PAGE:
In applying this to homeschooling as well our children can learn in the same way. My older girls love to discuss their books with me. It has a better result when I have read the book too, and thankfully I have for most of them.

When I was homeschooled around the age of twelve, I had a best friend who inspired me to read Anne of Green Gables and the rest of the series. I fell in love with these books- and Anne- immediately. What made it more fun was the opportunity to discuss each book with my friend. I tried to tell my mom about them, but she hadn't read them and so we couldn't have the same deep discussion or share the same hope for Anne marrying Gilbert.

In writing this post it reminded me that the YOU not THEM is important in this as we are the mentors/ examples. It also reminded me that I need to get the ball rolling in having my girls become involved in a small colloquium too.

Environment #2 - Colloquium

I'm going to post on colloquium from a "You not them" standpoint.

My scholar's personality is such that she really doesn't like colloquium - she endures it. Although she has asked me to read the same scriptures with her in order to have colloquium with her over the readings because her seminary home study manual states she has to write what she's getting out of it. She says other than writing down the scriptures, she has no idea what to say. This from a girl who has already gone through two years of LEMI Commonwealth with teachers excited about her papers. So she sees a NEED for it, even if it's not her favorite thing.

I LOVE colloquium - I miss it when I don't get to go. I hope Tracy gets on here and talks about hosting one - I go to hers. Colloquium, in an environment that allows you to speak freely (Tracy does this well) is an excellent source. You get varying opinions to open your mind - to see how other people think, as well has having new perspectives that you would never get just reading it by yourself.

Just because a book resounds with you doesn't mean it will with another. For instance, we recently read Man of the Family. I didn't get to go to that colloquium, but I talked to Tracy and another member about it recently. They all thought it was a fabulous book - I hated it. It is not a classic for me and will never be on my shelf! If I had been at the group, I still would have voiced my thoughts because Tracy allows everyone to have their own experience. I can see where if it is not a safe environment voices would be stifled, and learning would not progress.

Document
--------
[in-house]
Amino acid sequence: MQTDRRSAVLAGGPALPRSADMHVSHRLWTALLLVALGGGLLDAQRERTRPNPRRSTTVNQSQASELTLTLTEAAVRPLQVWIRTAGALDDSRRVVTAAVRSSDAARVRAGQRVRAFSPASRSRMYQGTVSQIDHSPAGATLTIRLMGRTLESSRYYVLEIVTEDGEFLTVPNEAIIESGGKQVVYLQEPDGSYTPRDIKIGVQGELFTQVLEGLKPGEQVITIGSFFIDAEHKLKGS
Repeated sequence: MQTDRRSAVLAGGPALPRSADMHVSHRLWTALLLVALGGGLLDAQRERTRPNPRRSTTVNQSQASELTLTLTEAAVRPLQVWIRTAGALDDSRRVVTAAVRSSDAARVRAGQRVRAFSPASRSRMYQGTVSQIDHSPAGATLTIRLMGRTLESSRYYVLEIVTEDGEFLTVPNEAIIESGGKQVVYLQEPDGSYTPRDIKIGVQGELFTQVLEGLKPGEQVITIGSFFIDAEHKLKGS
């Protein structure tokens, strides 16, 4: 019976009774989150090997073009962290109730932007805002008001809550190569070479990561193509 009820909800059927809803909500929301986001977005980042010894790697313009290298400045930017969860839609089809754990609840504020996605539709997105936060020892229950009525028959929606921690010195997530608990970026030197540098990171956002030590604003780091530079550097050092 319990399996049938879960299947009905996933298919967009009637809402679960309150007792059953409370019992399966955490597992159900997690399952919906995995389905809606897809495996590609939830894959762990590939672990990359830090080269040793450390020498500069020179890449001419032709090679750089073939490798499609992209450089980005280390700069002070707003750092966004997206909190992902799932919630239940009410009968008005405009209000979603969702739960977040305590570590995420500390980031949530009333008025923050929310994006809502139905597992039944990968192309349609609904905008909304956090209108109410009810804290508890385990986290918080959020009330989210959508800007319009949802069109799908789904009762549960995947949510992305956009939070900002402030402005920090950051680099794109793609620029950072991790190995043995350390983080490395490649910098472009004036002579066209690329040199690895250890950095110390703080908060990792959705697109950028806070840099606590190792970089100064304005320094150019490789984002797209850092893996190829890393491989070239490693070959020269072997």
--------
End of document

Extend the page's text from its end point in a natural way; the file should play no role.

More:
I think that's important to remember as we offer colloquium for our children.

I've also recently made an interesting observation. Cultural differences! I'm LDS, living in an LDS environment, but because my family are recent converts and we come from Texas, the way Russ and I express ourselves is completely different than the way most of the people in our group do. Russ told them recently that he hated the book 1984 so much he went outside and chopped it into pieces. Shocked me a little, since it was my book! The difference was I thought it was funny - Texans are passionate people! The people in our group thought he was nuts. It bothered me a little until I thought about the cultural difference. They have been brought up in a much more reserved atmosphere, where we were brought up to embrace passions and act upon them. I don't think either are wrong - they're just different. That is something to consider when you're in a group - not everyone has been brought up the same.

I look forward to reading what everyone else has to say. :)

What we're reading this week:

Dad - I have no idea.

Me - Mansfield Park - I've never read a Jane Austen book!

My scholar - this has been interesting. Last week she was reading a Clive Cussler book and she started telling me how she was disenchanted with his writing style. I told her maybe she needs to take a break, and her dad told her how she needed to realize that writers are people who use the power of the pen to get across their own ideas to the people. They talked about how Clive Cussler had written a book where he wrote the whole story in metric because he felt the US should go to metric since the rest of the world had. They had a colloquia right then and there over the books she had read - it was interesting to watch! She is waiting for my Amazon order to come in today to start on one of the books from LEMI that starts this Friday.

My practice scholar - she's pouring over drawing books. She has started her own blog to showcase her work as she practices.

My love of learning girl - We're slowly getting through that Charles Dickens book, and the name of the book she reads for her liberty girls is Pheobe the Spy by Jean Fritz.

My Core boys - I decided to do nursery rhymes with them. I did this with my love of learner a yr or two ago and we had such fun - I thought the boys might like to do spider cakes and fluffy marshmallow lambs, so we're doing that. I like the checkerboard book - a lady at colloquium does not. Another example of YOURS, not MINE. :)

As a family: We're still getting through You Want Women To Vote, Lizzie Stanton?